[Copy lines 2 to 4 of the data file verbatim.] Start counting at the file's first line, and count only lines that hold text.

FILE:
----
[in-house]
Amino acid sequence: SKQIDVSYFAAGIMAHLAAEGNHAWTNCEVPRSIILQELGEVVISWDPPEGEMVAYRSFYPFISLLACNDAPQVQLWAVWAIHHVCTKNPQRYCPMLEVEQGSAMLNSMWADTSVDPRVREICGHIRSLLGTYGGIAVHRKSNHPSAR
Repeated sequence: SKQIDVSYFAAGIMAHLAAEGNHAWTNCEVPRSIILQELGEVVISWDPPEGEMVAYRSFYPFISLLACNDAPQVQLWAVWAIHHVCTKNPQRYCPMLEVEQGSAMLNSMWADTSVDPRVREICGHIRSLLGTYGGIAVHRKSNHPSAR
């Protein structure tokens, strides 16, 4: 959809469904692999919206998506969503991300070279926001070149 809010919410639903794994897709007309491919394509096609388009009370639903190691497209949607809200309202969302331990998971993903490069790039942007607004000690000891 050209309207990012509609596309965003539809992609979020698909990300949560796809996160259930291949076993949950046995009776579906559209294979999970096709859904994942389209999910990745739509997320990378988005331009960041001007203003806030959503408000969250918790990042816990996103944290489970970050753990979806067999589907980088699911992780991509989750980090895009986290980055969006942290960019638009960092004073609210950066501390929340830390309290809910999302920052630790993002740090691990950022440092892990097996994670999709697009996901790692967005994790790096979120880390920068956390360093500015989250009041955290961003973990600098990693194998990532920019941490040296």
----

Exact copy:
Amino acid sequence: SKQIDVSYFAAGIMAHLAAEGNHAWTNCEVPRSIILQELGEVVISWDPPEGEMVAYRSFYPFISLLACNDAPQVQLWAVWAIHHVCTKNPQRYCPMLEVEQGSAMLNSMWADTSVDPRVREICGHIRSLLGTYGGIAVHRKSNHPSAR
Repeated sequence: SKQIDVSYFAAGIMAHLAAEGNHAWTNCEVPRSIILQELGEVVISWDPPEGEMVAYRSFYPFISLLACNDAPQVQLWAVWAIHHVCTKNPQRYCPMLEVEQGSAMLNSMWADTSVDPRVREICGHIRSLLGTYGGIAVHRKSNHPSAR
């Protein structure tokens, strides 16, 4: 959809469904692999919206998506969503991300070279926001070149 809010919410639903794994897709007309491919394509096609388009009370639903190691497209949607809200309202969302331990998971993903490069790039942007607004000690000891 050209309207990012509609596309965003539809992609979020698909990300949560796809996160259930291949076993949950046995009776579906559209294979999970096709859904994942389209999910990745739509997320990378988005331009960041001007203003806030959503408000969250918790990042816990996103944290489970970050753990979806067999589907980088699911992780991509989750980090895009986290980055969006942290960019638009960092004073609210950066501390929340830390309290809910999302920052630790993002740090691990950022440092892990097996994670999709697009996901790692967005994790790096979120880390920068956390360093500015989250009041955290961003973990600098990693194998990532920019941490040296």